Hizbollah's strong performance against a far superior Israeli military during their summer 2006 war electrified the Arab world, and it offered a stark contrast to Arab rulers appeasing the US.
Since the 1930s, the House of Saud has managed a fraught pair of alliances: one with Wahhabi clerics who vilify America and the West, and whose ultra-conservative teachings are the official form of Sunni Islam in Saudi Arabia, and the other with the US, as a major global oil supplier and its most important ally in the Arab world.
Successive US administrations supported the Sauds and provided military assistance whenever aggressive neighbours like Iraq threatened the kingdom.
In 1990, when Saddam Hussein invaded neighbouring Kuwait, Washington sent half a million troops to Saudi Arabia and used it as a base from which to drive the Iraqis out of Kuwait.
The American military presence on Saudi soil enraged Islamic radicals, who decried the Sauds' decision to allow "infidel" Western forces into Islam's birthplace.
Osama bin Laden was among those who turned against the ruling family in 1990, and accused it of straying from Islam.
The conflict with Iran has only intensified since the Arab uprisings of 2011, when the House of Saud tried to choke off revolutionary momentum in the region.
After the wave of popular protests forced out dictators in Tunisia, Egypt and Libya, the House of Saud resorted to one of its time-honoured methods of shoring up internal support: generous handouts.
Then King Abdullah pledged to build a half-million housing units for low-income Saudis; awarded two extra months of salary to all government employees, who make up a majority of the national workforce; and created more public-sector jobs.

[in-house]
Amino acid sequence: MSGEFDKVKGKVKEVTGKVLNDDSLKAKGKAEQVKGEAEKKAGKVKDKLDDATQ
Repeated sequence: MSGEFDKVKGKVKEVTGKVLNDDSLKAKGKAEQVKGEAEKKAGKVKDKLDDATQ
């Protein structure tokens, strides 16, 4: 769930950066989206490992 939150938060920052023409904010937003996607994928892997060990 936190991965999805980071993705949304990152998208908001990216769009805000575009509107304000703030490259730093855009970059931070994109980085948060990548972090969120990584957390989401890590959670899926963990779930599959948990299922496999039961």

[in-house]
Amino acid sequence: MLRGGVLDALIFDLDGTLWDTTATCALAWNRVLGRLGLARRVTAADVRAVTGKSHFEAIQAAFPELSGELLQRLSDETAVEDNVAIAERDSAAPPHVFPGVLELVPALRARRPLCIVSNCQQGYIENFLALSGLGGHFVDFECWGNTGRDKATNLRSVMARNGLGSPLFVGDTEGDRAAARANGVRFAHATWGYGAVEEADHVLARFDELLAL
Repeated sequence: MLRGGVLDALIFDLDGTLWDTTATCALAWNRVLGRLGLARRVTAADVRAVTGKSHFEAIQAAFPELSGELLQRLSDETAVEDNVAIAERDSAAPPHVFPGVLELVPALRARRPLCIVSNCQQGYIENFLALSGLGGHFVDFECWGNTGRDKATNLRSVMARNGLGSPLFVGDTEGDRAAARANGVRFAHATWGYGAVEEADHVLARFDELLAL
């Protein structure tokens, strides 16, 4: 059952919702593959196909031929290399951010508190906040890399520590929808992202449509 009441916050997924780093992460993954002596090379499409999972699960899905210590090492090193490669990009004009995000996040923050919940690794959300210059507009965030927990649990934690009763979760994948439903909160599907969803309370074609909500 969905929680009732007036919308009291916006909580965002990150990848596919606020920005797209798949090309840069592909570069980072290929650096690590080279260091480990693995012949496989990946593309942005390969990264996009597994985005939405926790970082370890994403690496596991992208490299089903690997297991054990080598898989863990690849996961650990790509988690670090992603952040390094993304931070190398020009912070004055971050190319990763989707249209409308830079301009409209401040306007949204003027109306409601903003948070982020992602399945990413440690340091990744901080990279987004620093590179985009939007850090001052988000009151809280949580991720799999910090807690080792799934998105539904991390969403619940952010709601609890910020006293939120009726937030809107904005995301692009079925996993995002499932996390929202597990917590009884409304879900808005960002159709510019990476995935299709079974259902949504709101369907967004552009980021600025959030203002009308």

King Abdullah also granted about US$200 million to organisations controlled by the Wahhabi religious establishment, including the morality police. In turn, the kingdom's highest religious council issued a fatwa proclaiming that Islam forbids street protests.
The ruling family also played the Shi'ite card, declaring that the uprisings across the region were targeting Sunnis and being instigated by Iran.
The Saudi regime became more nervous when the revolutions spread to Yemen, on its southern border, and Bahrain, a Shi'ite-majority country ruled by a Sunni regime only 26km from the Eastern Province.
The Sauds accused Iran of supporting the Bahrain uprising, and sent troops in March 2011 across the causeway to help crush the pro-democracy movement.
Both Iran and Saudi Arabia increasingly see their rivalry as a winner-takes-all conflict. And as long as this rivalry endures, the scourge of sectarian warfare will not end.
Mohamad Bazzi is a journalism professor at New York University and a former Middle East bureau chief at Newsday, a New York newspaper
This article was first published on January 5, 2016.